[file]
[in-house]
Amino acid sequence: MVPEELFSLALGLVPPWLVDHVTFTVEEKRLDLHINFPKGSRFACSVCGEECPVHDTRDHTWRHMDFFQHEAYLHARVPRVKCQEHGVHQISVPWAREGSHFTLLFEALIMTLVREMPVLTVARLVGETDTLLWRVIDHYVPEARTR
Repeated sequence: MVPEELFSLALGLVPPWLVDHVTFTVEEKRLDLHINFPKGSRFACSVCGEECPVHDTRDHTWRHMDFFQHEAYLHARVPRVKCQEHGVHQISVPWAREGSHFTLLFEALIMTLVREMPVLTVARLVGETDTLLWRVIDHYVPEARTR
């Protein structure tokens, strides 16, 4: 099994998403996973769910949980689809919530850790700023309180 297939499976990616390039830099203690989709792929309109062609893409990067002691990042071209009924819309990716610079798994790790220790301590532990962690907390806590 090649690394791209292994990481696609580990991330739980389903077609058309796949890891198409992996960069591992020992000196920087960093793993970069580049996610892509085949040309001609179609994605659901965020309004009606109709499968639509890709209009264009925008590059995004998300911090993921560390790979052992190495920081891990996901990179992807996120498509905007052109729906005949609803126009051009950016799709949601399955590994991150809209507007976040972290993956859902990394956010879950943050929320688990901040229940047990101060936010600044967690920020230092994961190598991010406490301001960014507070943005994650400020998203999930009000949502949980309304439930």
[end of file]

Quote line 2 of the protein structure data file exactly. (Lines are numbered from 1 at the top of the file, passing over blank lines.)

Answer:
Amino acid sequence: MVPEELFSLALGLVPPWLVDHVTFTVEEKRLDLHINFPKGSRFACSVCGEECPVHDTRDHTWRHMDFFQHEAYLHARVPRVKCQEHGVHQISVPWAREGSHFTLLFEALIMTLVREMPVLTVARLVGETDTLLWRVIDHYVPEARTR